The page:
Assisted Living - Privacy And Living Units
Privacy and living units
The size, layout, and shared nature of living units is an issue that often creates conflict in policy development. Older board-and-care rules allow shared rooms, toilets, and bathing facilities. Existing facilities that want to be licensed for assisted living often oppose rules requiring apartment-style units and single occupancy. Some states have grandfathered existing buildings or maintain separate board-and-care categories that allow shared rooms.
Single occupancy apartments or rooms dominate the private market. A 1996 survey of non-profit facilities conducted by the Association of Homes and Services for the Aging found that 76 percent of the units in free-standing facilities and 89 percent of units in multilevel facilities were private (studio, one-, or two-bedroom units). A similar survey by the Assisted Living Federation of America in 2000 found that 87.4 percent of units in ALFA member facilities were studio, one-, or two-bedroom units and 12.6 percent were semiprivate. Hawes et al. found that 73 percent of the units were private and meet the privacy aspect of the philosophy of assisted living, but only 27 percent of the facilities had all private units.
A 1998 survey of assisted-living facilities by the National Investment Conference (NIC) found that cooking appliances were more likely to be available in geographic areas where there was greater competition among facilities. The inclusion of stoves in living units is declining, however, and facilities are more likely to include microwave or toaster ovens in units. The survey also found that 17 percent of residents shared a unit. Fifty-two percent said that they shared their unit for economic reasons, 30.4 percent for companionship, and 14.9 percent because a private unit was not available. Just under 65 percent of those who shared a unit were satisfied with the arrangement, while 35.7 percent would prefer a single unit.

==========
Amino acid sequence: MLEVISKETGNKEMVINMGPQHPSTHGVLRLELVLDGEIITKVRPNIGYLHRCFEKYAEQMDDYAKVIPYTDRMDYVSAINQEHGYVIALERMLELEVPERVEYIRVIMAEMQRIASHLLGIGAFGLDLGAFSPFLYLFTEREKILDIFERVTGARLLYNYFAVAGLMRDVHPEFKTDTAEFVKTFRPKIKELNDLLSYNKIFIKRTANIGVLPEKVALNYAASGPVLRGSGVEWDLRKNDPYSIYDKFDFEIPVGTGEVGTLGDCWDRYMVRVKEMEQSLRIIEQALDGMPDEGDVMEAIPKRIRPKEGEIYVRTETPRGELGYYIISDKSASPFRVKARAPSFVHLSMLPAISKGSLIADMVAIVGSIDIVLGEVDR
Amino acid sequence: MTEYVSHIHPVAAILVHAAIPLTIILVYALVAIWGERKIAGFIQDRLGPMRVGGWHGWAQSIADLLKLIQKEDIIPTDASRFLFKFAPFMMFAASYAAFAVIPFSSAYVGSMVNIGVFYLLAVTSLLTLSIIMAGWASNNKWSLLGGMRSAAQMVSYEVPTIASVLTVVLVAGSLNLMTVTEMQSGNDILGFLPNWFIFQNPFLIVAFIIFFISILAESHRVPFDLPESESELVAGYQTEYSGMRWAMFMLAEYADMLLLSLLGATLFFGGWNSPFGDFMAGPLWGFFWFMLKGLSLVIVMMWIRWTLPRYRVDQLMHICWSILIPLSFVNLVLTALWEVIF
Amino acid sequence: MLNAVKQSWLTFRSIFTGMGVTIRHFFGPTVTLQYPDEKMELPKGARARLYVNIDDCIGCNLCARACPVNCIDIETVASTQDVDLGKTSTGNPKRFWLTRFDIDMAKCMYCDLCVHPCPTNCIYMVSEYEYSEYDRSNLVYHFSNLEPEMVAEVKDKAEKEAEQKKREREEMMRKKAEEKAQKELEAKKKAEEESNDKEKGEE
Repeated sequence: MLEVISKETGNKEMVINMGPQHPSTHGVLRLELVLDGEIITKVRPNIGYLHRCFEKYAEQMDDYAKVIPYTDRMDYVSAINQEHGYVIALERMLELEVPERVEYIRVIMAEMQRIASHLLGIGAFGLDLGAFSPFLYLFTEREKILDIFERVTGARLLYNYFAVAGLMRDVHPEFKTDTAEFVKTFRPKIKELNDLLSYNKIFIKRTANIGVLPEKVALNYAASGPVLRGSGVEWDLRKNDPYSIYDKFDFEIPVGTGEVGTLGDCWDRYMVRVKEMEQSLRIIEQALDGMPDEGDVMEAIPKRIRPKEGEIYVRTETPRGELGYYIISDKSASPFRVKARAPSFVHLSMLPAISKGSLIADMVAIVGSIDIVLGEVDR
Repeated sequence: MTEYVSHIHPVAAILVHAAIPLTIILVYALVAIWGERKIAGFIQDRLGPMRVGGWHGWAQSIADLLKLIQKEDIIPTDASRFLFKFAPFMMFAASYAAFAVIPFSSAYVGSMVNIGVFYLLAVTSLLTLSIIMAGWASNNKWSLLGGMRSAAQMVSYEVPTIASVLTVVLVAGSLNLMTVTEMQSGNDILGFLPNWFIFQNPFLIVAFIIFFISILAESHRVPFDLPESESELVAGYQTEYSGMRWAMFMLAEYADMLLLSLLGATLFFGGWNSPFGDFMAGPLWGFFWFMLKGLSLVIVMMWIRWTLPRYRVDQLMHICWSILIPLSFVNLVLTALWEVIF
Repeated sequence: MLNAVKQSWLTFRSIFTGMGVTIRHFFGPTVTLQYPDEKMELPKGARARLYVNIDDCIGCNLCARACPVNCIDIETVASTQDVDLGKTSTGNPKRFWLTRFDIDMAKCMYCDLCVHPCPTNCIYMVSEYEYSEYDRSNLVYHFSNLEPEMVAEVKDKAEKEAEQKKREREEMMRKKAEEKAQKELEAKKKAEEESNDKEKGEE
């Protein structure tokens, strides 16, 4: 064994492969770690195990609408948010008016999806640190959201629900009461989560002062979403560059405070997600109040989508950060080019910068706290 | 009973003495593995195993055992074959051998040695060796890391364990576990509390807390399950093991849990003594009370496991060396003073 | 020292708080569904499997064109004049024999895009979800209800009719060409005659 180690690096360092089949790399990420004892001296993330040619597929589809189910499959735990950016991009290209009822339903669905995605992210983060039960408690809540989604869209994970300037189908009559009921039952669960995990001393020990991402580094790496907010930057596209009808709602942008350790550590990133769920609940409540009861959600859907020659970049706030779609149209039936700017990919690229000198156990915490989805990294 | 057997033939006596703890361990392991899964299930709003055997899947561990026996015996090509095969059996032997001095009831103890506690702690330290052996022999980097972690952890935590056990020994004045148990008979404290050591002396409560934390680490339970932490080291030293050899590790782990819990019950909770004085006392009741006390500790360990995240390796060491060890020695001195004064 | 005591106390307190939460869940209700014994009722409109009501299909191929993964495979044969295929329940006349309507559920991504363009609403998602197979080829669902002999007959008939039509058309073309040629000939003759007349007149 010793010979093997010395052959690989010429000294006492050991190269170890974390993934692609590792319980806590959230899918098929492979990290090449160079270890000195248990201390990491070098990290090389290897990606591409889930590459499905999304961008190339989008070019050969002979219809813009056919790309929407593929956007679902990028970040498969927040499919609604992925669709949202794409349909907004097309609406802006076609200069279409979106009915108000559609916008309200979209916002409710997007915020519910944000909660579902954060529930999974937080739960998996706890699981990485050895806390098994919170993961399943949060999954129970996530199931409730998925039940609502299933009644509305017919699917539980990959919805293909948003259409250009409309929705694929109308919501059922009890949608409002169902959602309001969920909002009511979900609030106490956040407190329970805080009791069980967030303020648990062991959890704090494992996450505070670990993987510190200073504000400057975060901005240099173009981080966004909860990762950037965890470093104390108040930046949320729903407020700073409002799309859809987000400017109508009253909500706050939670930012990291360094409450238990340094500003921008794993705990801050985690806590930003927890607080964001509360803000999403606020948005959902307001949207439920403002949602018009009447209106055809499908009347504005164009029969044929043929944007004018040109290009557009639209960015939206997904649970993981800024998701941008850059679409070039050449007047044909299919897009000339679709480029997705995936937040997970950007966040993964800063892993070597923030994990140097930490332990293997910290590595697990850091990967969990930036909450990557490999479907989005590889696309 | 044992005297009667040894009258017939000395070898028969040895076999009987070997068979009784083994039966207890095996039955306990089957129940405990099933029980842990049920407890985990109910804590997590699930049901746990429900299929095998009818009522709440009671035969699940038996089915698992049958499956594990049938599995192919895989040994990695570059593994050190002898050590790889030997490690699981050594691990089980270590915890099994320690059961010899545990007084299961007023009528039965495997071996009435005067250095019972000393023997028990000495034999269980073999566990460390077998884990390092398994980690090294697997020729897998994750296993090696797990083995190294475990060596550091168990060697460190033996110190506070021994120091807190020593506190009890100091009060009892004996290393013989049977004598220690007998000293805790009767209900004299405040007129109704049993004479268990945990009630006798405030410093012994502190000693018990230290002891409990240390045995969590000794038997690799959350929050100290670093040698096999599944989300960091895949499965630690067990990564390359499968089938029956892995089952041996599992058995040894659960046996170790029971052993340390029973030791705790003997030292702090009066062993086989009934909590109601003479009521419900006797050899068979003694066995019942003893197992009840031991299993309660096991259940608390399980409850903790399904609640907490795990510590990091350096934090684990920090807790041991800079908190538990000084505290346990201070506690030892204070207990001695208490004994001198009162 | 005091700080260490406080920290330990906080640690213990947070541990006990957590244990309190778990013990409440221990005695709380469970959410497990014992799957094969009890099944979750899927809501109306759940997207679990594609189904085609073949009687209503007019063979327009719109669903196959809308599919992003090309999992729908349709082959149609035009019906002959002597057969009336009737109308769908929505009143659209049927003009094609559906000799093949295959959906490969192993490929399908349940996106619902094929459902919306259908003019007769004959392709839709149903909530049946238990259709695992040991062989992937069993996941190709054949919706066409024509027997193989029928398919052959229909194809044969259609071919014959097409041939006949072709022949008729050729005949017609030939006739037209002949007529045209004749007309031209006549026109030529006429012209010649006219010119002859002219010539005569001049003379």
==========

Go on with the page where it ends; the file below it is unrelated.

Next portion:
Nationally, consumer demand and competition are more likely than regulatory policy to determine whether studio or apartment-style living units are available. Licensing rules in eleven states and Medicaid-contracting specifications in four states require apartment-style units.
States seeking to facilitate aging in place and to offer consumers more long-term care options allow more extensive services. These states view assisted-living facilities as a person's home. In a single-family home or apartment in an elderly housing complex, older people can receive a high level of care from home health agencies and in-home service programs. Several states extend that level of care to assisted-living facilities.
The extent and intensity of services generally follow state criteria. Services can be provided or arranged that allow residents to remain in a setting. Mutually exclusive resident policies, which prohibit anyone needing a nursing-home level of services from being served in board-and-care facilities, have been replaced by aging-in-place provisions. However, drawing the line has been controversial in many states. In many states, some nursing home operators see assisted living as competition for their patients and oppose rules which allow skilled nursing services to be delivered outside the home or nursing-home setting.
Most states require an assessment and the development of a plan of care that determines what services will be provided, by whom, and when. Residents often have a prominent role in determining what services they will receive and what tasks they will do for themselves. A key factor in assisted-living policies is the extent of skilled nursing services that are allowed.
Hawes et al. found that nearly all facilities (94 percent) provided or arranged for assistance with self-medication; 97 percent assisted with bathing; and 94 percent offered help with dressing. Although nearly all states allow central storage of medications, 88 percent of the facilities provided or arranged this service. Arizona, for example, has three service levels that allow supervisory care services, personal-care services, and directed-care services. Residents in facilities with a supervisory care license may receive health services from home-health agencies. Facilities with a personal-care services license can provide intermittent nursing services and can administer medications. Other health services may be provided by outside agencies. Directed-care service facilities provide supervision to ensure personal safety, cognitive stimulation, and other services for residents who are unable to direct their own care.
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